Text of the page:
If a subject objects to the inclusion of specific antler details, or if the person's antler characteristics are on the borderline of notability, editors should err on the side of caution. Biographies should avoid divulging specific antler attributes, such as hardness, end-to-end span, or the number of points, unless it is of utmost importance and supported by multiple reputable sources. For example, if a biography subject has participated in antler duels, it may be necessary to describe the details of a duel by making general reference to their antler size, but it would be inappropriate to discuss the roughness or smoothness of their antlers.

In cases where multiple independent reliable sources provide differing accounts of an individual person's antler details, the consensus is to include all variations, clearly noting the discrepancies. Editors must refrain from speculating or selecting a single "most-likely" set of antler characteristics. The goal is to avoid any form of original research in determining antler attributes.

While Wikipedia is not censored, consensus (RfC 1, RfC 2, arbitration decision) is strongly against illustrating biographies using a photographs of a person with their antlers visible, even if it is the only freely available image. Some exceptions to this policy exist in situations where a person's notability is significantly tied to their antlers (such as the exhibitionist and outsider artist GG Antlin, or members of the Megaloceros giganteus reenactment subculture).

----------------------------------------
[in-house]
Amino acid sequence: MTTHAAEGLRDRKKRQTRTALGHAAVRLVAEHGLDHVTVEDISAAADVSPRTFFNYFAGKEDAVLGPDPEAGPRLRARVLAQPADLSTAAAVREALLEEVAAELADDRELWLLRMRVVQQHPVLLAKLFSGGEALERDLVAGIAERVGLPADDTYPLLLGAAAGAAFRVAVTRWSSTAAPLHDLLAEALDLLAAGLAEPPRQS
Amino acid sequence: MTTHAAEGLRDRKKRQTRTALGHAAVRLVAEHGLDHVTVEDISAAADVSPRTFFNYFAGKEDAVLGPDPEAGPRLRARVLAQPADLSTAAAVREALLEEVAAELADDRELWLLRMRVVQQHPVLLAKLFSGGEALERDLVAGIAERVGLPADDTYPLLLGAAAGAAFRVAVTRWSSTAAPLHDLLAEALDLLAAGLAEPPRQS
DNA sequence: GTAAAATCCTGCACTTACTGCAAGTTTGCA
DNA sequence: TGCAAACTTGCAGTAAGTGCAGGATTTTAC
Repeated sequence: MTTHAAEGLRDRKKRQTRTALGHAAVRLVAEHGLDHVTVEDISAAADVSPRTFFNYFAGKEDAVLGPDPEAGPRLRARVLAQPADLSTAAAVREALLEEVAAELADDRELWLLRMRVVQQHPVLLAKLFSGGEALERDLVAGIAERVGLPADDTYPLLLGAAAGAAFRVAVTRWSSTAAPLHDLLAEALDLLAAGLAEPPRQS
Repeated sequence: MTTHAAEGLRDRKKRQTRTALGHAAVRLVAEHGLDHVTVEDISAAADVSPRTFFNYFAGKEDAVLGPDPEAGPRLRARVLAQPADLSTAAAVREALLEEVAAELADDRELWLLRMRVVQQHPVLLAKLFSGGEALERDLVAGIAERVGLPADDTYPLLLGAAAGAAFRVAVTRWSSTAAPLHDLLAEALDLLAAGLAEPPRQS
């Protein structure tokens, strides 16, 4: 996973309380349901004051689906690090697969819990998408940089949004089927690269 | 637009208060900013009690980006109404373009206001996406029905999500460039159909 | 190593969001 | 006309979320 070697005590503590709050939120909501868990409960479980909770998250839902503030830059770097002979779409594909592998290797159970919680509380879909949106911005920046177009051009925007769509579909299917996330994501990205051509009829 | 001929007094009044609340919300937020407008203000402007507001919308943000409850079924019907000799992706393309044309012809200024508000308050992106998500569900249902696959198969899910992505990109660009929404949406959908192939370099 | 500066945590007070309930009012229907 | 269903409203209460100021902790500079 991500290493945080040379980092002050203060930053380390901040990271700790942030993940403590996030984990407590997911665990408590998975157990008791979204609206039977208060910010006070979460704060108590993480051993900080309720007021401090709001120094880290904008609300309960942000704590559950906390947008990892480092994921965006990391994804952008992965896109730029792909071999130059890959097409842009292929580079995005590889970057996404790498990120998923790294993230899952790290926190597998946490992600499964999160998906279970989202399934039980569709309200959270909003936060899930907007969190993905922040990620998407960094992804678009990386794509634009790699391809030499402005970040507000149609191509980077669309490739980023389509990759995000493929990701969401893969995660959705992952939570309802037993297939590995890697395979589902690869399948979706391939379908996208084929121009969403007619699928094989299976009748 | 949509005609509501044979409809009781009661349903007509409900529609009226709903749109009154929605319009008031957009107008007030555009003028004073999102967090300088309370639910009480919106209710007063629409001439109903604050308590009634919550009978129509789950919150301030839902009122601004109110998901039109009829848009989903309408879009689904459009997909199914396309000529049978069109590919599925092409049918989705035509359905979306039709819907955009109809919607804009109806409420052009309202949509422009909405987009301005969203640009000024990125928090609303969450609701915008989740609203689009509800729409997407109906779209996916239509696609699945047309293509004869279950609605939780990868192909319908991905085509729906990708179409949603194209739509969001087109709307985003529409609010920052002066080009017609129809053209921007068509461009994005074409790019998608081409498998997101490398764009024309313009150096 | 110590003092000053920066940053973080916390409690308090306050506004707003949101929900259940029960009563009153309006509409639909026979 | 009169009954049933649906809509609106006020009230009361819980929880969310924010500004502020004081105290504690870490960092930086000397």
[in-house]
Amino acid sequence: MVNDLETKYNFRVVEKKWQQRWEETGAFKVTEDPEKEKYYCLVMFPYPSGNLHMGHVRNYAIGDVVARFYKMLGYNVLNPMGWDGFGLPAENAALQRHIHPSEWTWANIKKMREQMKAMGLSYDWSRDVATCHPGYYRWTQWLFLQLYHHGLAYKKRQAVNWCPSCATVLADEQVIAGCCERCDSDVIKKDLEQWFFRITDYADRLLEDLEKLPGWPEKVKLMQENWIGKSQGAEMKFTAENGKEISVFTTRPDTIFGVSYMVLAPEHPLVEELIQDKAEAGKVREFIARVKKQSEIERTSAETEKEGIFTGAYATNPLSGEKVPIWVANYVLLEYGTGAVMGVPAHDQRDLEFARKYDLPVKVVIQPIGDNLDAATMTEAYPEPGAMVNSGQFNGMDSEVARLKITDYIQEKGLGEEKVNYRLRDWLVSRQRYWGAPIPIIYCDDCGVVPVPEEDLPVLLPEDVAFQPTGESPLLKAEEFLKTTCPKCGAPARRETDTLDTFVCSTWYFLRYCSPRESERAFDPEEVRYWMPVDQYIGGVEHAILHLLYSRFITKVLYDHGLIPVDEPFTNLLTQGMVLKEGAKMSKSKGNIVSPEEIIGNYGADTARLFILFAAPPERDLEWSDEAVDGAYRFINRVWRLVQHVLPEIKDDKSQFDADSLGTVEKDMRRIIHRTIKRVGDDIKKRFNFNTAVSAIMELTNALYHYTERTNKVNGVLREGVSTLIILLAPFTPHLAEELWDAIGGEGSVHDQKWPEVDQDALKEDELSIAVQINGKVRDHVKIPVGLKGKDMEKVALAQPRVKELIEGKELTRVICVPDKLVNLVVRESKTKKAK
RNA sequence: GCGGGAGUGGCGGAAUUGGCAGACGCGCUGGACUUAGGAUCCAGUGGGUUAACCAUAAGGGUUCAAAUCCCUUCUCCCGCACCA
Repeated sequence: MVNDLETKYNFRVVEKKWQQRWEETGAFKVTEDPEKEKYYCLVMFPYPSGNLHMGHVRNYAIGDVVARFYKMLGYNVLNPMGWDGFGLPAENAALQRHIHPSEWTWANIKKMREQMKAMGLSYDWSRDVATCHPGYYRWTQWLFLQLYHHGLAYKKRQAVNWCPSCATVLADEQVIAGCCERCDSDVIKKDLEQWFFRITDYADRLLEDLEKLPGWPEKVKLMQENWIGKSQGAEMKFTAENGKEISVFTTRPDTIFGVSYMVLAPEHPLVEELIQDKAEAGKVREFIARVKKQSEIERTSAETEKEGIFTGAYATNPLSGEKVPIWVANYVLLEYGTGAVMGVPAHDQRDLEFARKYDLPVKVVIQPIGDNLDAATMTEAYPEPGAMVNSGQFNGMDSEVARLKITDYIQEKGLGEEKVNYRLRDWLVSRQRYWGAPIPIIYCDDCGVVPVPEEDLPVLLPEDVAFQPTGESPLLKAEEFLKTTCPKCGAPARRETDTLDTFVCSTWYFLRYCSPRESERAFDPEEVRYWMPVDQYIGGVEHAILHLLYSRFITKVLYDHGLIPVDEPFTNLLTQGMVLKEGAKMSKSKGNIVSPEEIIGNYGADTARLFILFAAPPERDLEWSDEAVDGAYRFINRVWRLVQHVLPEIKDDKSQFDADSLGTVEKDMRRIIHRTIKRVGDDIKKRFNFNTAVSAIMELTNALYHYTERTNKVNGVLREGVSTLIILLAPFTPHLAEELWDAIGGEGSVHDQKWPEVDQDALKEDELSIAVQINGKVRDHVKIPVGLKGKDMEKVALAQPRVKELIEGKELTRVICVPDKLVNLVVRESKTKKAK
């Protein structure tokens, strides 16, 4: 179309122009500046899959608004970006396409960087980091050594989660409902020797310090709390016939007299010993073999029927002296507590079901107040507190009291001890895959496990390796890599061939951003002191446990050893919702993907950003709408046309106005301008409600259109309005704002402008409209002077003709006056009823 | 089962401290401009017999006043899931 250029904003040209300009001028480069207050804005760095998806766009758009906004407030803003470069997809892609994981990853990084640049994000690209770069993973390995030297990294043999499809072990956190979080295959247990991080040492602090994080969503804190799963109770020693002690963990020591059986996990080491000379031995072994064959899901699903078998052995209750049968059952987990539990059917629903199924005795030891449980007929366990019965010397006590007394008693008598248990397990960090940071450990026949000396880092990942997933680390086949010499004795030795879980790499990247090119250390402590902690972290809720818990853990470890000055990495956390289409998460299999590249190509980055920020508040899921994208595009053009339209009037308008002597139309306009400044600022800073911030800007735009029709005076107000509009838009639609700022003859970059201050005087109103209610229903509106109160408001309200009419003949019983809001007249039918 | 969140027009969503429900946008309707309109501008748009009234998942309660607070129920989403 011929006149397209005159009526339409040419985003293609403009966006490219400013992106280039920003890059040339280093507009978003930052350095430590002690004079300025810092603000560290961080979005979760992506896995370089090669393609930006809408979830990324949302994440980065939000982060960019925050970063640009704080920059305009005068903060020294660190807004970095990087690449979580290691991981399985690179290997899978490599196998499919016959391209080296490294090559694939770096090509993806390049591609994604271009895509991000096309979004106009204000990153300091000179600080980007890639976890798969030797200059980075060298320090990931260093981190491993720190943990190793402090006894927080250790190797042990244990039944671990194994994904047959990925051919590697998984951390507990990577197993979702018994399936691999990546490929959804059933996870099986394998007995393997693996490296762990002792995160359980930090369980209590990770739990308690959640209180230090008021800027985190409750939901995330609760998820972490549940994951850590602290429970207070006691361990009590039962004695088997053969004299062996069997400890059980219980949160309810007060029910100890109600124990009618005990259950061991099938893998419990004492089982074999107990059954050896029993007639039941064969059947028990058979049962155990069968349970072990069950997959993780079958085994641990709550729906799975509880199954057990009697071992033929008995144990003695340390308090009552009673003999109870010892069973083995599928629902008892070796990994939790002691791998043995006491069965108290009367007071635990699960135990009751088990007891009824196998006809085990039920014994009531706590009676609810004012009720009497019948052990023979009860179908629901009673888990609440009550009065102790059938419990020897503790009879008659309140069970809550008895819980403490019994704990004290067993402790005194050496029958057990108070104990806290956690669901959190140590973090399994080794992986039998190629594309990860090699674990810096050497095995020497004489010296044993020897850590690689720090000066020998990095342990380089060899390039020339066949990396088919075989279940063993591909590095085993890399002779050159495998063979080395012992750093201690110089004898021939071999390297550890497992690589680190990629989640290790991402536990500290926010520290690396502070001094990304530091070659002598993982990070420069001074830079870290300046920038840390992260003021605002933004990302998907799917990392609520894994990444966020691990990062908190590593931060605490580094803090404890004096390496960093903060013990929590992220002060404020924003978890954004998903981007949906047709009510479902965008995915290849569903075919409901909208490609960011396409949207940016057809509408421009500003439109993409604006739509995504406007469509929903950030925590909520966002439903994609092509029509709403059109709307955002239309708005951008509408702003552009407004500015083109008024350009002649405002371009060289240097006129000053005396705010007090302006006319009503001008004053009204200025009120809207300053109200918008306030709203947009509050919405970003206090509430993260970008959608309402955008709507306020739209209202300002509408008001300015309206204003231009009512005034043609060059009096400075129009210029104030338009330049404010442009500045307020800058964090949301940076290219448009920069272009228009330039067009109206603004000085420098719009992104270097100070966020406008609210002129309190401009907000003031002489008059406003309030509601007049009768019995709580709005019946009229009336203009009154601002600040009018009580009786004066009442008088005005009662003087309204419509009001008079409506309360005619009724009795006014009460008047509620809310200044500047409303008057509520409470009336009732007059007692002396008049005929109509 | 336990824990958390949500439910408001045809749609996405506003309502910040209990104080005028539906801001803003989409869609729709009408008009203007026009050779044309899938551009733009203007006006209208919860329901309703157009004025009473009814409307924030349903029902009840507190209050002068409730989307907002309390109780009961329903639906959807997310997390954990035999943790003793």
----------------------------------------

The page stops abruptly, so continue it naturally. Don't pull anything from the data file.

— Wikipedia:Biographies of living persons, provisional Bazingerzone PB-284A000F

1: The latter.
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i would be lying if i didn't say this is really silly, but i would also be lying if i didn't say that i am very interested. ltbdl (talk) 01:17, 4 October 2023 (UTC)[reply]

The turbo-encabulator is a technological wonder, but when will Wikipedia dare to expose the Alemeda-Weehawken Burrito Tunnel? Jim.henderson (talk) 00:44, 6 October 2023 (UTC)[reply]
Eagerly antler-cipating the next instalment. ~~ AirshipJungleman29 (talk) 11:40, 6 October 2023 (UTC)[reply]
Lol. Presumably Octopodan Earth has an analogous policy on tentacles. Thanks for another fun Concept article. Quercus solaris (talk) 00:06, 7 October 2023 (UTC)[reply]

...should I be disappointed that WP:NORACK is not among the shortcuts listed Rotideypoc41352 (talk · contribs) 20:36, 7 October 2023 (UTC)[reply]

Kudos to the signpost and the wielders of this new device for such pointed research. If possible could we use this method to find out how communities in Cthulhu led parallel worlds run their policies on editing whilst sane? ϢereSpielChequers 08:58, 12 October 2023 (UTC)[reply]
Nice. You have Bazingerzones here... whereas Wikivoyage uses QANZATS (wikivoyage:Wikivoyage:Joke_articles/Interdimensional_travel#Destination_classification), Maybe Wikidata could eventually store the translation between the two systems? ShakespeareFan00 (talk) 17:42, 15 October 2023 (UTC)[reply]